American parents are adamant about not wanting their kids to get injected with the experimental Wuhan coronavirus (COVID-19) vaccines despite the Biden administration’s relentless push to vaccinate young children.
Concerned parents said their decision to refuse vaccines for their children was influenced by worries about side effects and vaccination safety.
Findings from a recent Kaiser Family Foundation study have revealed that more than four in ten parents of children between the ages of six months and four years said that they will “definitely not” get their child vaccinated for COVID-19. Republican or Republican leaning parents (64 percent) and parents who are themselves unvaccinated (64 percent) are particularly likely to say they will “definitely not” vaccinate their youngest children.
More than a month after the Food and Drug Administration (FDA) and the Centers for Disease Control and Prevention (CDC) gave emergency use authorization to and recommended the vaccines for children as young as six months, only 17 percent of parents polled said that their child under five years old has already received the vaccination or will receive it right away.
About 43 percent of parents said they will never give their child the vaccine against COVID-19, while an additional 13 percent said they would only do it if it was required for a task, such as going to school.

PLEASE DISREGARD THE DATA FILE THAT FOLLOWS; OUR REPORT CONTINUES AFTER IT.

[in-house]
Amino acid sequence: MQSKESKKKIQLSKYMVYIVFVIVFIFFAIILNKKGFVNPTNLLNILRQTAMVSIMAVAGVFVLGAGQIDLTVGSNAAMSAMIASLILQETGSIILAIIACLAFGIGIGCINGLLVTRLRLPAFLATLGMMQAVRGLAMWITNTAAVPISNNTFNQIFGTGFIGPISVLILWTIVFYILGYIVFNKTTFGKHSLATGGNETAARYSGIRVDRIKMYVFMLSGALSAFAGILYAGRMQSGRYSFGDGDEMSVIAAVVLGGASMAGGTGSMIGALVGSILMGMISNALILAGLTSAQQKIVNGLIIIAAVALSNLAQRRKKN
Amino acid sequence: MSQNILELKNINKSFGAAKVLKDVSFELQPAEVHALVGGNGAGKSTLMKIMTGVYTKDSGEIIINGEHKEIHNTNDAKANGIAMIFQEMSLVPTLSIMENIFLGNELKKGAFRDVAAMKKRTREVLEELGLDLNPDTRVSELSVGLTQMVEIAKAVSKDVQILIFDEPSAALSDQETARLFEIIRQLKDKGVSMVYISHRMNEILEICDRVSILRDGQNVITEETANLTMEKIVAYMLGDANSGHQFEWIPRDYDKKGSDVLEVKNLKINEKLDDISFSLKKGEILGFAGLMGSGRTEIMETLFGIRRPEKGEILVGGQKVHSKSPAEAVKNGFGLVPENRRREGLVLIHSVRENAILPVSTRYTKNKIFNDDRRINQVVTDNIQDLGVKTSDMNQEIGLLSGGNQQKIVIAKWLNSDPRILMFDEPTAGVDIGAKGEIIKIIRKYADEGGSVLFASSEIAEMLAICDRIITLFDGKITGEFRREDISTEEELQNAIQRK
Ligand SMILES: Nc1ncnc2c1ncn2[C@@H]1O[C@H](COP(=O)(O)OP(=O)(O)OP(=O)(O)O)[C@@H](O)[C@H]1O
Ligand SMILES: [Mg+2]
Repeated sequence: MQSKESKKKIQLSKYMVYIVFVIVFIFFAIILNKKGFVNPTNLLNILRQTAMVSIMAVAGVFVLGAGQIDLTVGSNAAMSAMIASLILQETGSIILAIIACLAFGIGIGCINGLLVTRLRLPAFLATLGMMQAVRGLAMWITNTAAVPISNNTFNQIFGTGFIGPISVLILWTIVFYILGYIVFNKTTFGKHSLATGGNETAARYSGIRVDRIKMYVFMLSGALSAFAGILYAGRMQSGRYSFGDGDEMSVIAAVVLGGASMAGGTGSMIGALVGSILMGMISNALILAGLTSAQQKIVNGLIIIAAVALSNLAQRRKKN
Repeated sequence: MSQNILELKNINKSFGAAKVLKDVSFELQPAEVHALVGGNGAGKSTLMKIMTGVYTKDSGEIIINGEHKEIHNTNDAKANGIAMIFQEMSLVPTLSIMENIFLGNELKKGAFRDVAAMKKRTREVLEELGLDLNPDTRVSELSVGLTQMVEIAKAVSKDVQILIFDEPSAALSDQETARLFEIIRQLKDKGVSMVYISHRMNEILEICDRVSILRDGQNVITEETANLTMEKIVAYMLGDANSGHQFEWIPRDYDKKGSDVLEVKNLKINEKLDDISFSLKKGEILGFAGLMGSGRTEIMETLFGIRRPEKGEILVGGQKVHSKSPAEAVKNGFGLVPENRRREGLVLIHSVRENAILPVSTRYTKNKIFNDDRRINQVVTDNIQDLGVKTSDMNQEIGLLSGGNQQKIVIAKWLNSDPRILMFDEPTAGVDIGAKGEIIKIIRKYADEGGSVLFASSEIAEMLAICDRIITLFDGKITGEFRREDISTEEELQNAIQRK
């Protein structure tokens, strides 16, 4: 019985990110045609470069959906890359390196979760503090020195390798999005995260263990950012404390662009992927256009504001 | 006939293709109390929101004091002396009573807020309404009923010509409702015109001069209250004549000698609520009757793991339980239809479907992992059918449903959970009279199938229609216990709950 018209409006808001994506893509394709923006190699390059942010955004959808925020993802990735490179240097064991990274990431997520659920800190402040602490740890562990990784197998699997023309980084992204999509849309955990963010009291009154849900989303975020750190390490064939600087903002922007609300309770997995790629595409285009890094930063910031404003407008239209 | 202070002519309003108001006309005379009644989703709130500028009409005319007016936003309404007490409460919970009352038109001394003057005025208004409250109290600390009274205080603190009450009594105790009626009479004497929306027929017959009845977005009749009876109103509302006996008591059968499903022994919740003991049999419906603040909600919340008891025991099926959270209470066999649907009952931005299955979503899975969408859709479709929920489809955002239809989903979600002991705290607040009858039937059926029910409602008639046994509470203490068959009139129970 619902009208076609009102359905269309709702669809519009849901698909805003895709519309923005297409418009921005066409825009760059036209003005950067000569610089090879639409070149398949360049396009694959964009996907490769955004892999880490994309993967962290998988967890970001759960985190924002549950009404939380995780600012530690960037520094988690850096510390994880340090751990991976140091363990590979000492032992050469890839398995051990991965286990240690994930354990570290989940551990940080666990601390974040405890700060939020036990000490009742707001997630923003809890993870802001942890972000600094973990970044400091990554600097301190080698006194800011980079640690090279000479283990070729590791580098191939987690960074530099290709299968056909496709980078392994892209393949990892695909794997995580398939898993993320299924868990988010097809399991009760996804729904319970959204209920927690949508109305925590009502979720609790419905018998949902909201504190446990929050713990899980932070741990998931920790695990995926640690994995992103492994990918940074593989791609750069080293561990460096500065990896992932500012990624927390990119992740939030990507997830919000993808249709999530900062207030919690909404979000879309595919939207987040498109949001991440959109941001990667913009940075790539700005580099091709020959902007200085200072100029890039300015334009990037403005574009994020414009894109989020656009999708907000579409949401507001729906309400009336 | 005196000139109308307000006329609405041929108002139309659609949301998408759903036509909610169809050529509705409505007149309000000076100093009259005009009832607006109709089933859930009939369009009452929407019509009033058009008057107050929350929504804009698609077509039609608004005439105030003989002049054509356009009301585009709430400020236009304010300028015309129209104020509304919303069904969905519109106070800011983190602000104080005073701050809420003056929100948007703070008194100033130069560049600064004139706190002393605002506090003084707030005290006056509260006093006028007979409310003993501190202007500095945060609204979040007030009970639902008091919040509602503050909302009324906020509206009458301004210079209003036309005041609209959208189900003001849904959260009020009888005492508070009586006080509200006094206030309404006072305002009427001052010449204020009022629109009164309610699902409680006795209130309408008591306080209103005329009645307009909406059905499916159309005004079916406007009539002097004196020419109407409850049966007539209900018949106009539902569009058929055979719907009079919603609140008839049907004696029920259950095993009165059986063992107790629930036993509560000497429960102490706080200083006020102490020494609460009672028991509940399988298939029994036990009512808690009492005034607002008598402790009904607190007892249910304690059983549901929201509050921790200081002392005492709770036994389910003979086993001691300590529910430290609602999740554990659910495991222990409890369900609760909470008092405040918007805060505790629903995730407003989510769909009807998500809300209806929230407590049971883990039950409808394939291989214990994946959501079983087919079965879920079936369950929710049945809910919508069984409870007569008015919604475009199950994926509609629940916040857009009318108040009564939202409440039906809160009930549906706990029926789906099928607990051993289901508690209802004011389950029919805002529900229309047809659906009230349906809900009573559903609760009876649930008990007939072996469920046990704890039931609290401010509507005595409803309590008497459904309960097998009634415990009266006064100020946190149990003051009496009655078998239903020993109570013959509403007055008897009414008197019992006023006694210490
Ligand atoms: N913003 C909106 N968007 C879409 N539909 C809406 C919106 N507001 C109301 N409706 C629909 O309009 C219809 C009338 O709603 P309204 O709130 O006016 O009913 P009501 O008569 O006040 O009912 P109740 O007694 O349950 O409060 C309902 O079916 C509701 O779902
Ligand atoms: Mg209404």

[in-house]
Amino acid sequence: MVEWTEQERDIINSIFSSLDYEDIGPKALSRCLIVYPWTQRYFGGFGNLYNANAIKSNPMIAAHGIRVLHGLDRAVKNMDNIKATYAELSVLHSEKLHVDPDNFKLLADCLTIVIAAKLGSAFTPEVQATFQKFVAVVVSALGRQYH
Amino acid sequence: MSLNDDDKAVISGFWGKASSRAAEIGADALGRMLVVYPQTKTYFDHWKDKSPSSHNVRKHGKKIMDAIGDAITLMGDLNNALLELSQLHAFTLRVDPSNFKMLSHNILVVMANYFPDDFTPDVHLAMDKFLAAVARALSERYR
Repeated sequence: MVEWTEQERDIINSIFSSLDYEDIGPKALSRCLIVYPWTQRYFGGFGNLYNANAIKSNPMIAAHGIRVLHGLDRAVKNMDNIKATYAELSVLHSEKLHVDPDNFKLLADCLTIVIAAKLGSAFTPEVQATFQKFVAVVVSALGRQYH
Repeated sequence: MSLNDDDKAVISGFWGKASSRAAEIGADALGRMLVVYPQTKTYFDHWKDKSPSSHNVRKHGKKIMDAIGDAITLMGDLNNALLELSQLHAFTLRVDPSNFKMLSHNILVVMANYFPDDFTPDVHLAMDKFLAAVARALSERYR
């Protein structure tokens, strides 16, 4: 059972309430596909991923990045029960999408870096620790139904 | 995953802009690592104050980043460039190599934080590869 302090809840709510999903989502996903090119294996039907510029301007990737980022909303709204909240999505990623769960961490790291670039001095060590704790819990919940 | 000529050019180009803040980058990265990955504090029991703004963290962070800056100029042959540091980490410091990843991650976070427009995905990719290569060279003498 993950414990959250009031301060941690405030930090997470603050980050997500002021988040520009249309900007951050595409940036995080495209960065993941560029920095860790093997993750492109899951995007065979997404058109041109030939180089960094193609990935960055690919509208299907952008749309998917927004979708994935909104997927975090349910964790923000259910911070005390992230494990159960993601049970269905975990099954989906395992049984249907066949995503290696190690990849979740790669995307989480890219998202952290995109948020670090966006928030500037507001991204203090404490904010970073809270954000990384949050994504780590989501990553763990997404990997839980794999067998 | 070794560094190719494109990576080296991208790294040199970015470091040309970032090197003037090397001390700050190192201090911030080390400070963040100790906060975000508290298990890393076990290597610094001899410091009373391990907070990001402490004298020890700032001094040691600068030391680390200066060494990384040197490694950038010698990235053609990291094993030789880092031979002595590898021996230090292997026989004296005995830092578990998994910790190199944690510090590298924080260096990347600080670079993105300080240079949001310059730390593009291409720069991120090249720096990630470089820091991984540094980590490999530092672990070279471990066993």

Concerns about side effects and unknown long-term effects are common among parents of young children. Some parents expressed concerns that reflect access barriers to getting their young children vaccinated.
More than four in ten or 44 percent of Black parents of unvaccinated children ages six months through four years old reported that they are concerned they might need to take time off work to get their child vaccinated or care for them if they suffer any negative side effects. Meanwhile, 45 percent of Hispanic parents answered that they are worried they won’t be able to get their child vaccinated at a place they trust.
Many parents believe risks to children’s health outweigh benefits of COVID-19 vaccines
Parents cited several factors as the main deterrents to getting young children vaccinated: lack of research, worries about negative side effects and vaccination safety.
They also don’t think their child needs immunization, with 53 percent of parents with children aged six months to four years old saying that the risks to their children’s health from receiving the coronavirus vaccine outweigh the benefits of perceived protection that they can get.
According to a Hispanic, Democrat mother from California, “COVID doesn’t seem to affect them too much. They have gotten COVID before and got over it fine.”
Since the CDC and FDA both approved Pfizer and Moderna’s vaccines last June, public health officials have been aggressively pushing for young children to get vaccinated.
But when it comes to the COVID-19 policy for children, America stands out from other countries. Only a handful of other nations are currently administering COVID-19 vaccines to children.
**By Zoey Sky